Issue 486: #isolate: appears to fail for WATask
Issue 588: Seaside server process is broken, after image save done programatically (i.e. not from world menu)
Issue 589: JSObject misses jsonOn:
Issue 590: JQBaseTheme does not respect SSL
Issue 593: expired session cookie deletion fails if server hostname is set
Issue 474: Using Halos - CSS Style Editor to update CSS of a component breaks versions view with ’subscript is out of bounds: x’.
Issue 594: #style methods don’t work then session cookies are enabled
Issue 493: RSS ignoring updateRoot: stuff
Issue 452: OneClick welcome page
Issue 479: WAGarbageCollectorStatus can result in ZeroDivide exception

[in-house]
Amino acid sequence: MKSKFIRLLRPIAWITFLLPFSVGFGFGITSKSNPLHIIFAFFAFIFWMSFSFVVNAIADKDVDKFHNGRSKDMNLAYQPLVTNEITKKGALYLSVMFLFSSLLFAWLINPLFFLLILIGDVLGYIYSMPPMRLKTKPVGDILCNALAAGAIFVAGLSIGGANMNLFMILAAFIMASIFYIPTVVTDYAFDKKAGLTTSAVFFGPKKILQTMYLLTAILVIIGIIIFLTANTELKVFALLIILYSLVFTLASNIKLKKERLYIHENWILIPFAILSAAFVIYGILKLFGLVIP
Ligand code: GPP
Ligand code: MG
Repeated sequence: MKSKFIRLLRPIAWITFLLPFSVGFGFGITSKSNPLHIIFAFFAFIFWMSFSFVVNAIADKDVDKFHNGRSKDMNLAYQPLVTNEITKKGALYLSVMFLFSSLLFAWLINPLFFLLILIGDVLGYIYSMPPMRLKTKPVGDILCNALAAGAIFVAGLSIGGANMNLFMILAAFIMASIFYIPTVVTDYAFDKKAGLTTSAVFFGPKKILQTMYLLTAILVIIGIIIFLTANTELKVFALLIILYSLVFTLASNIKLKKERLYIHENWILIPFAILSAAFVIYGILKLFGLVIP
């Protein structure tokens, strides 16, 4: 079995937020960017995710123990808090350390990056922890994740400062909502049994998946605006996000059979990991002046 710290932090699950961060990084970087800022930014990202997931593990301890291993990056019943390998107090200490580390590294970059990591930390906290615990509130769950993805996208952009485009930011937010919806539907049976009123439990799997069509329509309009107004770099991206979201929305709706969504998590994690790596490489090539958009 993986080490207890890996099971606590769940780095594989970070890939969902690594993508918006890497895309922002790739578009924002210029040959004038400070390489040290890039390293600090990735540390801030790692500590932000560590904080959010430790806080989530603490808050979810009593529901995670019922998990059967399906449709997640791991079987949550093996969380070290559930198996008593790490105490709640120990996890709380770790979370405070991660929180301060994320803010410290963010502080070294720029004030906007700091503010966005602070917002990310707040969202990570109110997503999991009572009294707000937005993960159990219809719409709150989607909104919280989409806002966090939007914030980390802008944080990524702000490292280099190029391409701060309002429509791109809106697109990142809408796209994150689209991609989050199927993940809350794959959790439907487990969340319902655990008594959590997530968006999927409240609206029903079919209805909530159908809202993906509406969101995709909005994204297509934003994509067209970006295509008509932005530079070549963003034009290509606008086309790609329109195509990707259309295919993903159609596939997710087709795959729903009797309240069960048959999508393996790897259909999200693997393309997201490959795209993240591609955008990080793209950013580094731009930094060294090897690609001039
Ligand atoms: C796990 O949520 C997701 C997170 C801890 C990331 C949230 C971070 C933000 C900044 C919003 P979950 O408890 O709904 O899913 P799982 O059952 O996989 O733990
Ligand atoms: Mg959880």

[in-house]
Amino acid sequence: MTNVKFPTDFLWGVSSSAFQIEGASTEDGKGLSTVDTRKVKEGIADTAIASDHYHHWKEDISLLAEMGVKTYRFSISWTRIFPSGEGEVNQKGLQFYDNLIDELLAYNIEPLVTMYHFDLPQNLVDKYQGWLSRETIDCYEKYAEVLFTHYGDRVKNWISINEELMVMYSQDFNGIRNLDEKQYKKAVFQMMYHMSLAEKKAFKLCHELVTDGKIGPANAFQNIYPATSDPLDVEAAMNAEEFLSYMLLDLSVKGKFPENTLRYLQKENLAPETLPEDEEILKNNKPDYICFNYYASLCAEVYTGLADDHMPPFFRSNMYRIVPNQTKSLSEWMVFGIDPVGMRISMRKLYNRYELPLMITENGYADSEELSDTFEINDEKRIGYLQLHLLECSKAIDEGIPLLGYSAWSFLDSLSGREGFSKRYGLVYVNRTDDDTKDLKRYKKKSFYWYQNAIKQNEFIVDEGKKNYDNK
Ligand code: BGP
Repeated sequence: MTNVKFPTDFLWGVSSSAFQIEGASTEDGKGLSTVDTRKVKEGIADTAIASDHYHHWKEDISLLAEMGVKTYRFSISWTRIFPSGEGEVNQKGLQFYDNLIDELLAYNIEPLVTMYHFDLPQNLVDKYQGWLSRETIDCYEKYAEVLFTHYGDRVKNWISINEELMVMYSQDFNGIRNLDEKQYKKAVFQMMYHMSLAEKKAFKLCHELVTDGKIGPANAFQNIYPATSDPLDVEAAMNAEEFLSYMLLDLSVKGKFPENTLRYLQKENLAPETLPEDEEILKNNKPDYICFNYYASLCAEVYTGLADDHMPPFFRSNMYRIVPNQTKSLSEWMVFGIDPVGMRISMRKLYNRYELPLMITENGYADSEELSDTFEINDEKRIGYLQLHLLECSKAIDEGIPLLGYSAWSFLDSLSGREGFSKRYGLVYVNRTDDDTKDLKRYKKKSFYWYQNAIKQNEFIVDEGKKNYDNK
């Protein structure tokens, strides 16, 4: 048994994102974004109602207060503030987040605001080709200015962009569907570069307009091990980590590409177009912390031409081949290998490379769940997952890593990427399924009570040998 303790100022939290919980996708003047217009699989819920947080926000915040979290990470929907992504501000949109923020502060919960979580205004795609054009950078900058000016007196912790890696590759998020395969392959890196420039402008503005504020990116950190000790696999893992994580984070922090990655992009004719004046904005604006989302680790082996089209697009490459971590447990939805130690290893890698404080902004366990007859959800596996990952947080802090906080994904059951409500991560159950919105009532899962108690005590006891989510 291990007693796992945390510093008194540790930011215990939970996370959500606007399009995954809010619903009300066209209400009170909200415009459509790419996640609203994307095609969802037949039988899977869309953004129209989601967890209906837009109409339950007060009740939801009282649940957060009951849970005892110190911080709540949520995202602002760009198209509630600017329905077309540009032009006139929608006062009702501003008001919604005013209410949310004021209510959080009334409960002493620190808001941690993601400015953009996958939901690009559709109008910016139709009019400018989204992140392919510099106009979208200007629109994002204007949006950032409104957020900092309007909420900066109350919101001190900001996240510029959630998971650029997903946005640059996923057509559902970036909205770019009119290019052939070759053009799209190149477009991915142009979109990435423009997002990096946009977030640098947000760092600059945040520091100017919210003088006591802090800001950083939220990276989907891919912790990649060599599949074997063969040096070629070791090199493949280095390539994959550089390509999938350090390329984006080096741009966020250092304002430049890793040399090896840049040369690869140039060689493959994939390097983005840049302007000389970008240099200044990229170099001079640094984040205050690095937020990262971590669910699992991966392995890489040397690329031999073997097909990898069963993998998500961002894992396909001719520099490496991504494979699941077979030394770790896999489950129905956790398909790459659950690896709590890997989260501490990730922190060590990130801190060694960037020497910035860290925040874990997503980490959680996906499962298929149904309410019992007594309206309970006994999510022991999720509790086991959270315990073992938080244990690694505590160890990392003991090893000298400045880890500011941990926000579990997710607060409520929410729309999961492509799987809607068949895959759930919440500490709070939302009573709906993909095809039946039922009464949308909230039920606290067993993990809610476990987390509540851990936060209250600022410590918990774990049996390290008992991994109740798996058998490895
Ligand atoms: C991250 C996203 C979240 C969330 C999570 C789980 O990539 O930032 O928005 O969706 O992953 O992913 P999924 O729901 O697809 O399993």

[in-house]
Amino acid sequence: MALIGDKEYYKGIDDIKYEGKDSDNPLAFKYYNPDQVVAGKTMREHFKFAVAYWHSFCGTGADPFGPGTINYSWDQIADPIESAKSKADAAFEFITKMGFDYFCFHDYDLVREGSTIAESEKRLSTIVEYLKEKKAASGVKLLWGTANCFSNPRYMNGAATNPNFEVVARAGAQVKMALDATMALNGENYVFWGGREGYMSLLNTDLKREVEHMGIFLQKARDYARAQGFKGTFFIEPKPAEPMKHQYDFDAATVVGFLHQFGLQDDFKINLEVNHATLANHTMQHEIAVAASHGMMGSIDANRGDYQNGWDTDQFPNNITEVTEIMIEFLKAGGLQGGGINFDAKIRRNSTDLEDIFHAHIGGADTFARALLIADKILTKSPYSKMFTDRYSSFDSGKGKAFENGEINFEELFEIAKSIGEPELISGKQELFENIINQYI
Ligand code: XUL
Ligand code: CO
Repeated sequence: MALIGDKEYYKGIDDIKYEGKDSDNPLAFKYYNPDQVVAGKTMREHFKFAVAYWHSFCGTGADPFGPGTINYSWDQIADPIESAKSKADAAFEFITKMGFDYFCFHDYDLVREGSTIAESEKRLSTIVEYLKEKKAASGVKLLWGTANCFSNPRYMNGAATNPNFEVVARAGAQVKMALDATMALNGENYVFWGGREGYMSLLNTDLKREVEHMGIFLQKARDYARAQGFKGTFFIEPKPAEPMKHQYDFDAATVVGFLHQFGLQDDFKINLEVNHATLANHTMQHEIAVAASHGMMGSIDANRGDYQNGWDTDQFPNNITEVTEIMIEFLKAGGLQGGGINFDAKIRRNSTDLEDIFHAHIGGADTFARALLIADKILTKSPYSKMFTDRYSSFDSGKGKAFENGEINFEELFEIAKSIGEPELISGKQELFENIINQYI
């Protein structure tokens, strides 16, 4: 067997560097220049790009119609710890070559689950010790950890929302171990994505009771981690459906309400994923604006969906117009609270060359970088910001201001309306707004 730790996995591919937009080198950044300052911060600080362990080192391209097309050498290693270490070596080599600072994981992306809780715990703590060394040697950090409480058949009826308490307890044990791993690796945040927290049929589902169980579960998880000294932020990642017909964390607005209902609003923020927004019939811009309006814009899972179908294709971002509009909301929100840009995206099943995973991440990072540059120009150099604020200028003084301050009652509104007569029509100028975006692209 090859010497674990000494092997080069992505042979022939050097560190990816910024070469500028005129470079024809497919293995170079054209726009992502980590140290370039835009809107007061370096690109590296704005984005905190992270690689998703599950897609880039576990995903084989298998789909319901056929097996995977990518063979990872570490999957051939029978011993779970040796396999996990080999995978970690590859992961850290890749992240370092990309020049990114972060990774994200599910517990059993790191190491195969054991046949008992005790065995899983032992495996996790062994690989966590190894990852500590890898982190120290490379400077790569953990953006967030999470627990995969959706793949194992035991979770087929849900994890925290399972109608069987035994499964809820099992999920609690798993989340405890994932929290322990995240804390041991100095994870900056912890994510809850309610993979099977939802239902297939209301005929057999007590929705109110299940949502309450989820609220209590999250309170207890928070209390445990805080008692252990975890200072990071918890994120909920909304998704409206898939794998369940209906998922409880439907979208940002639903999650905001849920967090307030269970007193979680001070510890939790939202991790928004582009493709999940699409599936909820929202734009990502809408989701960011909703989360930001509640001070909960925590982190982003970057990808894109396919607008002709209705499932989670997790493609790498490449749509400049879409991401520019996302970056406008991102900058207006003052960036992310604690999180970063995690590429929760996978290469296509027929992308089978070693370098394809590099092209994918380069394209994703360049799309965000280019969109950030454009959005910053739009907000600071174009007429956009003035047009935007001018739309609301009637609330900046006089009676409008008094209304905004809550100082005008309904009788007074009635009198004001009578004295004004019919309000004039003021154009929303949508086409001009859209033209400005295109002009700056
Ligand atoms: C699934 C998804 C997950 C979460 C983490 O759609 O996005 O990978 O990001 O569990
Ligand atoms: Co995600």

Issue 525: WALegacyRedirectionHandler loses url parameters during redirection
Issue 570: iso-8859-1 doesn’t show up in the encoding list of the server adapter
Issue 547: replace #asSortedCollection with #sorted:
Issue 595: Deselection from a multi selection field does not work
Issue 511: WASwazooAdaptor fails WAUploadFunctionalTest and WAEncodingFuntionalTest
Issue 554: WABuilder>>codec should try WACurrentRequestContext first before using GRNullCodec
Issue 597: Radio Button Callback
Issue 599: remove overrides from Grease


The developers on this release of Seaside were Lukas Renggli, Julian Fitzell, Philippe Marschall, Gerhard Obermann, John O’Keefe, James Foster, Dale Henrichs, Michael Davies, Michael Lucas-Smith and Nick Ager, with help from Michael Lucas-Smith, Yann Monclair, Stuart Herring, Adriaan van Os, Damien Cassou, Paolo Bonzini and Torsten Bergmann. Thanks to everyone who tested the code on a variety of platforms, and those brave souls who have already run live applications on the bleeding-edge code.